GMG News Press Release

GMG’s Graphene Aluminium-Ion Battery Update: Minimal Temperature Rise Identified While Fast Charging

BRISBANE, Australia, Feb. 14, 2024 — Graphene Manufacturing Group Ltd. (TSX-V: GMG) (“GMG” or the “Company”) provides the latest progress update on its Graphene Aluminium-Ion Battery technology (“G+AI Battery”) being developed by GMG and the University of Queensland (“UQ”).

The Company is pleased to announce that it has identified minimal temperature rise when charging and discharging GMG’s Graphene Aluminium-Ion Battery. This is observed when charging and discharging multiple times at high C- rates (C rate measures the current in a which a battery can be charged or discharged, eg. 1 C rate the battery should be able to be fully discharged in 1 hour).  As shown in Figure 1, the temperature of a high-quality lithium-ion battery, produced by a world leading brand, can exceed 60 degrees Celsius when being discharged at the maximum current allowed (4.8 C-rate – an estimated 0.8 A/g on the cathode active material mass). By comparison, GMG’s Graphene Aluminium-Ion Battery temperature is 29 degrees Celsius when it is discharged at even higher current density (20 C-rate – approximately 2.0 A/g on the cathode active mass). The temperatures of both batteries were taken with the room temperature at 23.5 degrees Celsius (+/- 0.5 degrees Celsius).

Figure 1: Thermal Image of Lithium-Ion Battery (left) with Thermal Image of Graphene Aluminium-Ion Battery (right)

The Company intends to validate with further testing the possibility that its battery may not need thermal management, even at high charge and discharge rates.  This creates the potential for significant cost reduction at the system level and highly reduced system cost.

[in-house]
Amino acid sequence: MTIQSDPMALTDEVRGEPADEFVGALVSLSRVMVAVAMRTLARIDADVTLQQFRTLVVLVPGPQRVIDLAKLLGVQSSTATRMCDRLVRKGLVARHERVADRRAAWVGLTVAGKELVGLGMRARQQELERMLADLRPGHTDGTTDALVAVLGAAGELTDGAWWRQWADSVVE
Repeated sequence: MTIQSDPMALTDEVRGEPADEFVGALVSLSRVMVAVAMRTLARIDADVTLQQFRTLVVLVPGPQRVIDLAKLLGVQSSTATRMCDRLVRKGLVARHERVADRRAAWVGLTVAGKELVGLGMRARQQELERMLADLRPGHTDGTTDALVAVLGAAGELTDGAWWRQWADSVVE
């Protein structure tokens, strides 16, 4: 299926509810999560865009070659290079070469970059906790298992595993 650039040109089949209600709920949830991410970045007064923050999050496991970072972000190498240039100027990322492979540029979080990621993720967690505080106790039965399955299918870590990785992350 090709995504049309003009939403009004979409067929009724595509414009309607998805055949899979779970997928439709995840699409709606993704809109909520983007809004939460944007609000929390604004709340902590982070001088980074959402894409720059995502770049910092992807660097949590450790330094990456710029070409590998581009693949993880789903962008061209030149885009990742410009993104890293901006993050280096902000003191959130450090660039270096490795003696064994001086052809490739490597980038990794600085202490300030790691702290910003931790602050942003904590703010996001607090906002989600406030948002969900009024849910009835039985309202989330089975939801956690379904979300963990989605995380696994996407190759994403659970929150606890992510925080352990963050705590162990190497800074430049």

• GMG’s Graphene Aluminium-Ion Battery may not need a thermal management system when used in an electric vehicle battery pack or an energy storage system, which will lead to a simpler, more cost effective and higher energy density battery pack. Most Lithium-Ion Battery Packs require a thermal management system, such as the one shown in Figure 2 below.

Figure 2: A typical Lithium-Ion Battery thermal management system[1]

  • The elimination of thermal management can potentially reduce the weight of an electric vehicle battery pack by up to 16%. For example, the thermal management system of a Lithium-Ion Battery Pack can weigh up to 80 kg out of a total of 480 kg.  Such a weight reduction achieved through the elimination of thermal management translates into more energy volumetrically (approximately 10%), as well as vehicle mass reduction for more range. Additional range improvements could be expected to come from no thermal management parasitic drain on the battery during operation.
  • Furthermore, because GMG’s Graphene Aluminium-Ion Battery has no combustible volatile organic materials, it is more resilient to the risk of chemical fires, such as those that have occurred with Lithium-Ion Batteries.

Battery Technology Readiness Level